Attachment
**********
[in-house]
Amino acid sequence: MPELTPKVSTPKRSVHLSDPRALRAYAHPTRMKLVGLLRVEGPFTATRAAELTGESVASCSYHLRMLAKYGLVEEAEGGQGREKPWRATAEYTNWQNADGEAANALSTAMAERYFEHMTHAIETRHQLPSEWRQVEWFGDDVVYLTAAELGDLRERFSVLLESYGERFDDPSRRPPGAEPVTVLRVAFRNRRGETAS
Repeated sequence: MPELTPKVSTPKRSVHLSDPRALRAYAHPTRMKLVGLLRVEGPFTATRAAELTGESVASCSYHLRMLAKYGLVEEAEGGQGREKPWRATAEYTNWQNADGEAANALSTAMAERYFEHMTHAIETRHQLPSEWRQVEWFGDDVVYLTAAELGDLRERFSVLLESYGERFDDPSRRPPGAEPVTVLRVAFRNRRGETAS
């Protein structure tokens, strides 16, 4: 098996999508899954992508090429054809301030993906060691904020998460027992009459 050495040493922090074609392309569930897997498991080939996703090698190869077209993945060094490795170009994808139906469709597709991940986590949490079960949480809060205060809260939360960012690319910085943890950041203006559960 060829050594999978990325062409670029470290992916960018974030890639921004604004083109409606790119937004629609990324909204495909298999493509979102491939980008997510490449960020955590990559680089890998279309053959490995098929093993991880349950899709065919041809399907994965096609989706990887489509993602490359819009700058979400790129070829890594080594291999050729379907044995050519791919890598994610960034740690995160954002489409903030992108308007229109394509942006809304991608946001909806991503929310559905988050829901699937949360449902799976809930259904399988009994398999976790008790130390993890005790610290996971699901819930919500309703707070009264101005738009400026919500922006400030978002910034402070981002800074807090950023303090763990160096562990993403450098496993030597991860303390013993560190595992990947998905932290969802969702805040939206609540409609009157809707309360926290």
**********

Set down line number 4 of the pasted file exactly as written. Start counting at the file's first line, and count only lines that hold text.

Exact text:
């Protein structure tokens, strides 16, 4: 098996999508899954992508090429054809301030993906060691904020998460027992009459 050495040493922090074609392309569930897997498991080939996703090698190869077209993945060094490795170009994808139906469709597709991940986590949490079960949480809060205060809260939360960012690319910085943890950041203006559960 060829050594999978990325062409670029470290992916960018974030890639921004604004083109409606790119937004629609990324909204495909298999493509979102491939980008997510490449960020955590990559680089890998279309053959490995098929093993991880349950899709065919041809399907994965096609989706990887489509993602490359819009700058979400790129070829890594080594291999050729379907044995050519791919890598994610960034740690995160954002489409903030992108308007229109394509942006809304991608946001909806991503929310559905988050829901699937949360449902799976809930259904399988009994398999976790008790130390993890005790610290996971699901819930919500309703707070009264101005738009400026919500922006400030978002910034402070981002800074807090950023303090763990160096562990993403450098496993030597991860303390013993560190595992990947998905932290969802969702805040939206609540409609009157809707309360926290």